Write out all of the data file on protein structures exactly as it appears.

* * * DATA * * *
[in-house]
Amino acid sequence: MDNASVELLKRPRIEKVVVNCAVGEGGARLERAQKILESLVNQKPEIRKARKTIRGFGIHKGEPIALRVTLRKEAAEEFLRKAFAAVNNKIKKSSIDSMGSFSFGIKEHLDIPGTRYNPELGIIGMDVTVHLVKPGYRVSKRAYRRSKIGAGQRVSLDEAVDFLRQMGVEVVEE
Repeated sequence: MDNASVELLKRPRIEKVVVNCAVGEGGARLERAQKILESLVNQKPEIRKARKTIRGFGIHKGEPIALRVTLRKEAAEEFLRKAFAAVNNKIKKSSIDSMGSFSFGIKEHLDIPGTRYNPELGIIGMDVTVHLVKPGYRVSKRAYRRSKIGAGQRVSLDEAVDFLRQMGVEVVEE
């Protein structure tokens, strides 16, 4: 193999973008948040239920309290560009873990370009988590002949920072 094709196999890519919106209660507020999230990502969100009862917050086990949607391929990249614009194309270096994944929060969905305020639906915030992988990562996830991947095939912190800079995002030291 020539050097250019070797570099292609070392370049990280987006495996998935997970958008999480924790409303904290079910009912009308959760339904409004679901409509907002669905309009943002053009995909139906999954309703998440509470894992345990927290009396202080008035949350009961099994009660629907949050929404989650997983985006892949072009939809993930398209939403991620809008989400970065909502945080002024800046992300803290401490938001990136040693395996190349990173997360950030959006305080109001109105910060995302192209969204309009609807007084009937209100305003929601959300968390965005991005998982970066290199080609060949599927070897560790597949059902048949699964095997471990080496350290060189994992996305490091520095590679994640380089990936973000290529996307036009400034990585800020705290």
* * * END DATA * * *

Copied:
[in-house]
Amino acid sequence: MDNASVELLKRPRIEKVVVNCAVGEGGARLERAQKILESLVNQKPEIRKARKTIRGFGIHKGEPIALRVTLRKEAAEEFLRKAFAAVNNKIKKSSIDSMGSFSFGIKEHLDIPGTRYNPELGIIGMDVTVHLVKPGYRVSKRAYRRSKIGAGQRVSLDEAVDFLRQMGVEVVEE
Repeated sequence: MDNASVELLKRPRIEKVVVNCAVGEGGARLERAQKILESLVNQKPEIRKARKTIRGFGIHKGEPIALRVTLRKEAAEEFLRKAFAAVNNKIKKSSIDSMGSFSFGIKEHLDIPGTRYNPELGIIGMDVTVHLVKPGYRVSKRAYRRSKIGAGQRVSLDEAVDFLRQMGVEVVEE
């Protein structure tokens, strides 16, 4: 193999973008948040239920309290560009873990370009988590002949920072 094709196999890519919106209660507020999230990502969100009862917050086990949607391929990249614009194309270096994944929060969905305020639906915030992988990562996830991947095939912190800079995002030291 020539050097250019070797570099292609070392370049990280987006495996998935997970958008999480924790409303904290079910009912009308959760339904409004679901409509907002669905309009943002053009995909139906999954309703998440509470894992345990927290009396202080008035949350009961099994009660629907949050929404989650997983985006892949072009939809993930398209939403991620809008989400970065909502945080002024800046992300803290401490938001990136040693395996190349990173997360950030959006305080109001109105910060995302192209969204309009609807007084009937209100305003929601959300968390965005991005998982970066290199080609060949599927070897560790597949059902048949699964095997471990080496350290060189994992996305490091520095590679994640380089990936973000290529996307036009400034990585800020705290």